Governor Pataki and the Akwesasne Mohawks yesterday formally signed an agreement to settle the 23 year-old Mohawk land claim in St. Lawrence and Franklin Counties. David Sommerstein has details.  Go to full article

Meet the Masters: Inlay Artist Dave Nichols

Tune into the Nashville Network, the country music version of MTV, and check out some of the guitars played by the superstars. If there's a close-up, look at the inlay work on the fingerboard or on the pick guard. All of the customized work you see was done in a shop in Whippleville, a few miles south of Malone. Besides the custom work for Martin and Gibson Guitar companies Dave Nichols builds guitars and mandolins and happily teaches others to do so. Lamar Bliss has the story for Meet the Masters.  Go to full article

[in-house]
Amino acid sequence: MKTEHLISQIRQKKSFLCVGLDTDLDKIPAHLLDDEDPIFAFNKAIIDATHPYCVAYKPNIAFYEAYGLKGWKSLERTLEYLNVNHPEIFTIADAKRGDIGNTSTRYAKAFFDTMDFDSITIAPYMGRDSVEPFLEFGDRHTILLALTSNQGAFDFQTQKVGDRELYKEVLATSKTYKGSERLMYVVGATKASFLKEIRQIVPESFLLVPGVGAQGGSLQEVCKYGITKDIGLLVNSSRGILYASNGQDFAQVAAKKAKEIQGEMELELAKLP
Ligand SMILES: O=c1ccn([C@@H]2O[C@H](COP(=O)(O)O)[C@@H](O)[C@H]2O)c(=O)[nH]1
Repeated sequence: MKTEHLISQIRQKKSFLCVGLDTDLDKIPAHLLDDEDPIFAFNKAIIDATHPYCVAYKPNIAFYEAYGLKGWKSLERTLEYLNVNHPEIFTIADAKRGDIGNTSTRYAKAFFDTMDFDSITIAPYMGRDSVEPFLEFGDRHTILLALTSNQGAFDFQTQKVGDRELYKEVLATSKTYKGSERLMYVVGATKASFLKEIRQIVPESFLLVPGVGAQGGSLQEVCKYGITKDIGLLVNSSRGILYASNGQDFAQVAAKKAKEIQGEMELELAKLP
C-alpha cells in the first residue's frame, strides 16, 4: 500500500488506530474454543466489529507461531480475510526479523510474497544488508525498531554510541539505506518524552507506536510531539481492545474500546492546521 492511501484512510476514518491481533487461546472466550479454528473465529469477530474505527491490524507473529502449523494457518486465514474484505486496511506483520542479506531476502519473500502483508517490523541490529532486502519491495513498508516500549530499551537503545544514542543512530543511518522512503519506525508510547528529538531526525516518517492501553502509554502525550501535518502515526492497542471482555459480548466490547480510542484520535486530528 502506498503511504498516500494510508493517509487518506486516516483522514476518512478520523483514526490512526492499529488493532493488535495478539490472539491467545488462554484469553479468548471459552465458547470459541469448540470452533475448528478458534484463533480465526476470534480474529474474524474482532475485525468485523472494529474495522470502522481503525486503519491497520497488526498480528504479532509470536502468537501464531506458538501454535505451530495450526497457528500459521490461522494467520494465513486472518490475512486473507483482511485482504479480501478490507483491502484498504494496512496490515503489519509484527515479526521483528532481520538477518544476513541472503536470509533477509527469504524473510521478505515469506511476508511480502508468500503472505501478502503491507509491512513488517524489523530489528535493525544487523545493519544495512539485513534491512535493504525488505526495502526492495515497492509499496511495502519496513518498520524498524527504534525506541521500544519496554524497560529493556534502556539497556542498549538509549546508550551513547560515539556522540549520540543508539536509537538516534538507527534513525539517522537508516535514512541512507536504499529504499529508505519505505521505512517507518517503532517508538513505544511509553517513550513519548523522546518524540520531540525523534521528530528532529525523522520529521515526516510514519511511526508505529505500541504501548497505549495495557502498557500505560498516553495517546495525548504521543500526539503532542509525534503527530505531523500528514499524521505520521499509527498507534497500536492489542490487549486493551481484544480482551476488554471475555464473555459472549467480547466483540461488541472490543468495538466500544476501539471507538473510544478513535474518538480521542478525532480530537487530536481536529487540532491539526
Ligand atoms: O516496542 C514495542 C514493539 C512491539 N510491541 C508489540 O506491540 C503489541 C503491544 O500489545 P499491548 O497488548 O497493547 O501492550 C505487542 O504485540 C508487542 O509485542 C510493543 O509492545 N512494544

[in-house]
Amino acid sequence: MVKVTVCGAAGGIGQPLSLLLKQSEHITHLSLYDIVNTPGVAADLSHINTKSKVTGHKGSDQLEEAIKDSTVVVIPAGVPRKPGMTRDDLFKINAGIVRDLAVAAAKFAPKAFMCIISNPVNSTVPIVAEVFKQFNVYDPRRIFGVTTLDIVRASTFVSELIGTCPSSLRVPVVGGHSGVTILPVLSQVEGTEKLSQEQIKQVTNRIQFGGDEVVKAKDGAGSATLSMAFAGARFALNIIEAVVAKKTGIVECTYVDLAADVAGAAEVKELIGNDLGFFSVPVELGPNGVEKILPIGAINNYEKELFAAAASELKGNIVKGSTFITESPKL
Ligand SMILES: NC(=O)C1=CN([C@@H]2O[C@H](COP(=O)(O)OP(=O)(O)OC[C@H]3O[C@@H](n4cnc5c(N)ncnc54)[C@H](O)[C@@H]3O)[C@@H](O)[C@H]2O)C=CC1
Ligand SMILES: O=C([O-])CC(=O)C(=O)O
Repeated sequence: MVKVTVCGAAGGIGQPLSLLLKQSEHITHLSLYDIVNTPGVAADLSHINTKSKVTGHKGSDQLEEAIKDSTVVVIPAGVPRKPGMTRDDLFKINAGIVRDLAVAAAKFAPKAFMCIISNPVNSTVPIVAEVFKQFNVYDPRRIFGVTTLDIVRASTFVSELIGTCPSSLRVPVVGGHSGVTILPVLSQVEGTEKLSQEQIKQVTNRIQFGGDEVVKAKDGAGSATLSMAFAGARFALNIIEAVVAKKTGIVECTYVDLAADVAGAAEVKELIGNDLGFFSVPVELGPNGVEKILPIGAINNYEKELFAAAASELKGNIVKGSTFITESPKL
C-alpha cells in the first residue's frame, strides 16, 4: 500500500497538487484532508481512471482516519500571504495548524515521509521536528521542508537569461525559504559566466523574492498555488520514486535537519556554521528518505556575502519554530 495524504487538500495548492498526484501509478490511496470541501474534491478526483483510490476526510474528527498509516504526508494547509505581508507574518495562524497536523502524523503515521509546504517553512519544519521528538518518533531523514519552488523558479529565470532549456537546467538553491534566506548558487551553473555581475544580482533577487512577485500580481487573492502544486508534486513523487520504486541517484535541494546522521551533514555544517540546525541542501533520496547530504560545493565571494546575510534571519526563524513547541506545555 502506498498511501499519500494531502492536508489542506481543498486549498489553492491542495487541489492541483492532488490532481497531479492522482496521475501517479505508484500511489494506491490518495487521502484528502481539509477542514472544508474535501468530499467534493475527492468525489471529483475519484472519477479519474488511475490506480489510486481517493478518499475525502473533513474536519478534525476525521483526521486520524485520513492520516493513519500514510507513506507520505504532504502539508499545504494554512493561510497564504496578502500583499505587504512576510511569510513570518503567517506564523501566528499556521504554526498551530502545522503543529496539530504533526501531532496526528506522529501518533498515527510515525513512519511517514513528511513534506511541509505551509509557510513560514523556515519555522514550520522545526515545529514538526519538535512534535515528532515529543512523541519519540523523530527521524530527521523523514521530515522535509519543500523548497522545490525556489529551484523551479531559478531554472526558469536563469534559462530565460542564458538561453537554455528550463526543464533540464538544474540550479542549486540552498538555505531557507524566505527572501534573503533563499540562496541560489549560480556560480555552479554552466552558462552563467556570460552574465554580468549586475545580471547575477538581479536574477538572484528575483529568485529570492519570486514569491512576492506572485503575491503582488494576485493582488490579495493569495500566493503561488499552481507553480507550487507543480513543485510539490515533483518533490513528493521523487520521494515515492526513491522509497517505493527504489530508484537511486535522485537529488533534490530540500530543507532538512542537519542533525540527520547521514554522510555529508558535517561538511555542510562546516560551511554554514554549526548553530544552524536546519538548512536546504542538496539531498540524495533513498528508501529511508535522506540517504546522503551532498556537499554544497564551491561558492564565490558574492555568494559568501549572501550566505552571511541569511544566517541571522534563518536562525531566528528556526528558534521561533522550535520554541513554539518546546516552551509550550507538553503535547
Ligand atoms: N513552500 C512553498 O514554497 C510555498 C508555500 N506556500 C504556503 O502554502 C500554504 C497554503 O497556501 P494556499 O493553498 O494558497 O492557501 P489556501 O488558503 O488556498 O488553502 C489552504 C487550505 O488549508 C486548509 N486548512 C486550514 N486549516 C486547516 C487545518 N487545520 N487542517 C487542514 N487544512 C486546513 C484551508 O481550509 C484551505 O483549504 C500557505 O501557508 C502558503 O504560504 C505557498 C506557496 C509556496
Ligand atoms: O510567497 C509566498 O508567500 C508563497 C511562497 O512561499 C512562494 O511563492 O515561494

Mohawks Proceed on Land Claim Deal

The St. Regis Mohawk Tribe was awaiting word last night on a request to stay the 22-year old Mohawk land claim court case. The request comes after the traditional government in Akwesasne failed to approve a proposed settlement of the lawsuit, but it did throw its support behind two other tribal councils to pursue the deal. David Sommerstein explains.  Go to full article

Distrust Lingers Over Mohawk Vote on Land Claims Settlement

Deliberations continue in the Mohawk community over a proposed land claim deal with New York State worth tens of millions of dollars. After 22 years of negotiations and lawsuits, two tribal governments have approved the deal. But the traditional Council of Chiefs says it will take at least another two weeks to discuss the proposal. As Brian Mann reports, even Mohawks who support the settlement say deep distrust remains.  Go to full article